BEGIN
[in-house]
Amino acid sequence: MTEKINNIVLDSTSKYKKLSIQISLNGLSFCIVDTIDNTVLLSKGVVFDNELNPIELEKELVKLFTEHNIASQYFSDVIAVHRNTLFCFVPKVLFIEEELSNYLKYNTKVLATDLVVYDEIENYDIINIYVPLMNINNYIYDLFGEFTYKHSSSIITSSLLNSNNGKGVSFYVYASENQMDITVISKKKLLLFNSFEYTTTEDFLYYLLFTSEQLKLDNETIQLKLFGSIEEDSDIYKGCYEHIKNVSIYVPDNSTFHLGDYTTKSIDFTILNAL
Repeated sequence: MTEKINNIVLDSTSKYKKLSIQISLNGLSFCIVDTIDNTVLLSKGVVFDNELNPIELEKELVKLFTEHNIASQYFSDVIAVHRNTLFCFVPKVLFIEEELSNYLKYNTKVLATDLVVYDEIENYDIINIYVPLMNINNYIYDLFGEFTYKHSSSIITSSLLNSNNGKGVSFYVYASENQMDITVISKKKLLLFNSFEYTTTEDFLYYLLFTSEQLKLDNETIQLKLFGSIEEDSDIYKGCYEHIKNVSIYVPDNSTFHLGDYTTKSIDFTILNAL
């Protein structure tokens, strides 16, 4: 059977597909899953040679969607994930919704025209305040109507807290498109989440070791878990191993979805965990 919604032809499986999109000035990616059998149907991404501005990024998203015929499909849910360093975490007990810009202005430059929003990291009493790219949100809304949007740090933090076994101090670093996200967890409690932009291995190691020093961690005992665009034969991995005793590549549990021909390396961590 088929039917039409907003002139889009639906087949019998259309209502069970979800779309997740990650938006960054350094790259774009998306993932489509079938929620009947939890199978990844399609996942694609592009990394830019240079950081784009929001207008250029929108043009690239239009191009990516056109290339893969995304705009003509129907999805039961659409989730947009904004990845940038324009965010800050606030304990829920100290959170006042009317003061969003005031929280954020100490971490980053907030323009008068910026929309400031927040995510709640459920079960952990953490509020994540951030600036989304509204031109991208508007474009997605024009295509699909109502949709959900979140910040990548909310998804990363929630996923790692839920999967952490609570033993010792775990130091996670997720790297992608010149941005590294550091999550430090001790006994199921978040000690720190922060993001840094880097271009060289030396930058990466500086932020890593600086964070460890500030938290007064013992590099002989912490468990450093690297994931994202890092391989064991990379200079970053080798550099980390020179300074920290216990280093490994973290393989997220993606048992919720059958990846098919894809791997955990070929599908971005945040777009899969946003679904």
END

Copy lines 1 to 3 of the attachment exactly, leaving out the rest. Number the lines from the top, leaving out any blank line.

[in-house]
Amino acid sequence: MTEKINNIVLDSTSKYKKLSIQISLNGLSFCIVDTIDNTVLLSKGVVFDNELNPIELEKELVKLFTEHNIASQYFSDVIAVHRNTLFCFVPKVLFIEEELSNYLKYNTKVLATDLVVYDEIENYDIINIYVPLMNINNYIYDLFGEFTYKHSSSIITSSLLNSNNGKGVSFYVYASENQMDITVISKKKLLLFNSFEYTTTEDFLYYLLFTSEQLKLDNETIQLKLFGSIEEDSDIYKGCYEHIKNVSIYVPDNSTFHLGDYTTKSIDFTILNAL
Repeated sequence: MTEKINNIVLDSTSKYKKLSIQISLNGLSFCIVDTIDNTVLLSKGVVFDNELNPIELEKELVKLFTEHNIASQYFSDVIAVHRNTLFCFVPKVLFIEEELSNYLKYNTKVLATDLVVYDEIENYDIINIYVPLMNINNYIYDLFGEFTYKHSSSIITSSLLNSNNGKGVSFYVYASENQMDITVISKKKLLLFNSFEYTTTEDFLYYLLFTSEQLKLDNETIQLKLFGSIEEDSDIYKGCYEHIKNVSIYVPDNSTFHLGDYTTKSIDFTILNAL